Salamanders – The army-wide ‘master-crafting’ of flame-based weapons is useful only for combi-flamers and flamers in regards to Tactical Marines, which means you aren’t very likely to see much benefit from them most of the time. Re-rolling failed saves against such weapons is certainly useful, but given that the scariest of those is AP3 anyway, it isn’t quite the saving grace you would want it to be. For a Sergeant, however, a free master-crafting to any single weapon they have can be a really handy ability, particularly when using a very much recommended combi-weapon. Hell, it even gives melta bombs a big boost in reliability. But where Tactical Squads get the biggest benefit from Salamanders is through Vulkan He’stan, who master-crafts all melta weapons in the army. Add a combi-melta and a meltagun to a Tactical Squad – and perhaps even a multi-melta if you have spare points – and put them in a Drop Pod for a ridiculously cost effective anti-tank alpha strike unit. As befits their fighting style, Salamanders are the best Chapter Tactics for a highly aggressive short-ranged army, particularly a Drop Pod list.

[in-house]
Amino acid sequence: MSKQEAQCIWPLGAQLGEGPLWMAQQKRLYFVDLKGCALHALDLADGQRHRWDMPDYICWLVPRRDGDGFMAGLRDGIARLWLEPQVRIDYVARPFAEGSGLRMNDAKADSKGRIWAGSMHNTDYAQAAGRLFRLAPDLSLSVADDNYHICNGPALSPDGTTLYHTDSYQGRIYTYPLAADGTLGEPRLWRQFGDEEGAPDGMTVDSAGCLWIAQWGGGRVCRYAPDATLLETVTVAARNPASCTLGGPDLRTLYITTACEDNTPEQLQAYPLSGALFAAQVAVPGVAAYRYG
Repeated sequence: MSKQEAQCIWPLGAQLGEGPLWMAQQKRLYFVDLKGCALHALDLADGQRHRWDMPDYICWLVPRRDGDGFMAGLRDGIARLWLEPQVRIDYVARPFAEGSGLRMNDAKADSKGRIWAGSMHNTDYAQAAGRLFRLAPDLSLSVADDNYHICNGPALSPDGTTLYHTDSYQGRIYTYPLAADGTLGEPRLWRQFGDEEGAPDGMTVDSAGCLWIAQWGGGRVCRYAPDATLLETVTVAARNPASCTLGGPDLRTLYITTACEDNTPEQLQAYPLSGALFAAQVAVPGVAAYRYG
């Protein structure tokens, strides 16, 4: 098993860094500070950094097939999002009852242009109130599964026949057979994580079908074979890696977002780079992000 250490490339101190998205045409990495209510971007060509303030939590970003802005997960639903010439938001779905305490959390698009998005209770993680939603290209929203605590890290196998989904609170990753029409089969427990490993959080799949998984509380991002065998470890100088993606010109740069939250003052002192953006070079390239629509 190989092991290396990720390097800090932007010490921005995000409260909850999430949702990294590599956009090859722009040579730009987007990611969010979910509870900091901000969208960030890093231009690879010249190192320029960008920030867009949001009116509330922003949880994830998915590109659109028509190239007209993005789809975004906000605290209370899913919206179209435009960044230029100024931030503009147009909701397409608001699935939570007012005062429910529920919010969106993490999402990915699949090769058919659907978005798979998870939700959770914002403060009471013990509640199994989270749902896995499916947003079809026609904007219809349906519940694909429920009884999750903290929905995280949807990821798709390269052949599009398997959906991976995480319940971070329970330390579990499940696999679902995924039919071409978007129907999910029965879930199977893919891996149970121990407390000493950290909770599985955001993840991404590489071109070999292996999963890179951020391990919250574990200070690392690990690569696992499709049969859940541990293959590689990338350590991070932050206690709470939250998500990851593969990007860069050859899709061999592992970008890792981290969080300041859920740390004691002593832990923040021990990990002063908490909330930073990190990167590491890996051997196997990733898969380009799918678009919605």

Raven Guard – There’s a bit of conflict here for Tactical Marines; Raven Guard gives them the aforementioned very useful Scout special rule without paying for a special character, but the Stealth benefit on the first turn won’t help a mounted squad. A Scout redeployment is always useful, whether it is six inches or twelve inches, though I would definitely recommend taking massed Tacticals in Rhinos to make the most of the mobility boost. Along with White Scars, this is best for mobile, mechanized Tactical Squads.
Did you find this an entertaining and insightful read? Cheers! If you have any feedback for me, feel free to post a comment here or speak to me over on Bell of Lost Souls. Happy hunting!